It seems like everywhere you look these days, there’s news about opiates. This is both good and bad. It’s bad because this means there are so many opiates in circulation that people need to be notified that there’s a problem. But it’s good because I think more people are becoming more aware of that something is wrong and needs attention. If they are more aware of it, they will be more alert to opiate abuse by a loved one.
According to the National Survey on Drug Use and Health, heroin abuse is on the rise. Past month use of heroin was reported by 281,000 people in 2011. In 2012, that number was 335,000.
News reports concur with these survey results. For so many people, the problem started with painkillers. Maybe a patient was prescribed painkillers for dental work, an injury or surgery but actually got more pills than needed. Maybe the pills took the edge off some anxiety they were feeling and they used up the bottle even though they didn’t need it. When the pills were gone, they didn’t feel so good so maybe they then went back to the doctor and got more pills.
For some, their use became chronic and they gradually became unable to deal with life successfully because their focus was on making sure they had the pills they needed. A couple of jobs were lost, they began to sell off valuables from their own homes or the homes of parents. It’s not like they wanted to, they just couldn’t take that dopesick feeling.
When the money ran out, they turned to heroin instead of pills because it was a fraction of the price. It’s a story told over and over again, on the front page of small town newspapers when they lose a few beloved young people. For many thousands of other people, no one tells their tale.
According to a report in the Huffington Post, far too many of our soldiers returning from overseas are in chronic pain and taking opiate painkillers. In a July 2014 article, Huffington Post reports that nearly half the soldiers returning from deployments suffer from chronic pain and about 15% are taking opioid (synthetic opiate) painkillers. This is about twice as many people suffering from pain and almost four times as many taking opioids. Forty-four percent of those taking opioids also reported that they actually had no pain or only mild pain in the last month. I fear that many of these soldiers may unintentionally fall into the same pattern that led these other people to heroin use.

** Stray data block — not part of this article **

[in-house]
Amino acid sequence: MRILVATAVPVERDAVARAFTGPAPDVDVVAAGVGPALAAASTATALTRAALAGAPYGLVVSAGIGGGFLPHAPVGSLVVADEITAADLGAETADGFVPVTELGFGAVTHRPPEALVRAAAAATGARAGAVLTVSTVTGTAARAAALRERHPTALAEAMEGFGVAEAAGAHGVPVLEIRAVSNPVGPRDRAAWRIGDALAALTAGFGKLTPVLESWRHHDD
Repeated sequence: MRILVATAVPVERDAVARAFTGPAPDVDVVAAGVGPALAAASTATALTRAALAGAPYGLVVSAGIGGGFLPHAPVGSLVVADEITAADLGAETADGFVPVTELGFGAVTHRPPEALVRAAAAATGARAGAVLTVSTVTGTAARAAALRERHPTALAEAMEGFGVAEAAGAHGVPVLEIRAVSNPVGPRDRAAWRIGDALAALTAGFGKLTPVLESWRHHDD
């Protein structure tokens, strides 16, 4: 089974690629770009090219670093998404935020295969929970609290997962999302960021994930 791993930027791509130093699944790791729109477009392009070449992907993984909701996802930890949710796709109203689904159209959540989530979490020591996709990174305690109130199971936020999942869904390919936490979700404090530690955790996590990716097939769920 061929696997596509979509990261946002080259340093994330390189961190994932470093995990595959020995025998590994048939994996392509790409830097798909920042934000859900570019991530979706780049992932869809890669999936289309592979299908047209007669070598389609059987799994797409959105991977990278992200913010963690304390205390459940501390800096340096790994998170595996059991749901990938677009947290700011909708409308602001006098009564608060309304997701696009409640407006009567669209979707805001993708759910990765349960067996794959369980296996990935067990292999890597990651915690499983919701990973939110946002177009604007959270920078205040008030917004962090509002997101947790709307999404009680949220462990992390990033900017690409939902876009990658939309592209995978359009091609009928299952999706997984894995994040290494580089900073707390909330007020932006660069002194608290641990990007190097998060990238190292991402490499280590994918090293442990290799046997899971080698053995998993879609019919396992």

It doesn’t take long for the body to adjust to the presence of opiates or opioids. The prescribing information for hydrocodone, the most popular drug of abuse, says: “some mild degree of physical
dependence may develop after a few days of narcotic therapy.” A FEW DAYS! The prescribing information also notes that withdrawal pain and sickness of “clinically significant proportions”
will show up after several weeks of continued use.
I don’t want anyone to go through this experience but it strikes me as particularly unfair when it’s our soldiers who have been working to protect this country.
I believe there is pressure mounting both from the professional side and the non-professional side to change the prescribing methods of doctors. If doctors are better trained on correct prescribing and on spotting symptoms of drug dependence, they will not unwittingly create addicts. They also need to be trained how to help when a person does become dependent on their pills. This conversion will take awhile, but it’s absolutely necessary. A good doctor wants to help, but to provide consistent help, many doctors will need to rethink their prescribing practices and some will need to retrain in this area.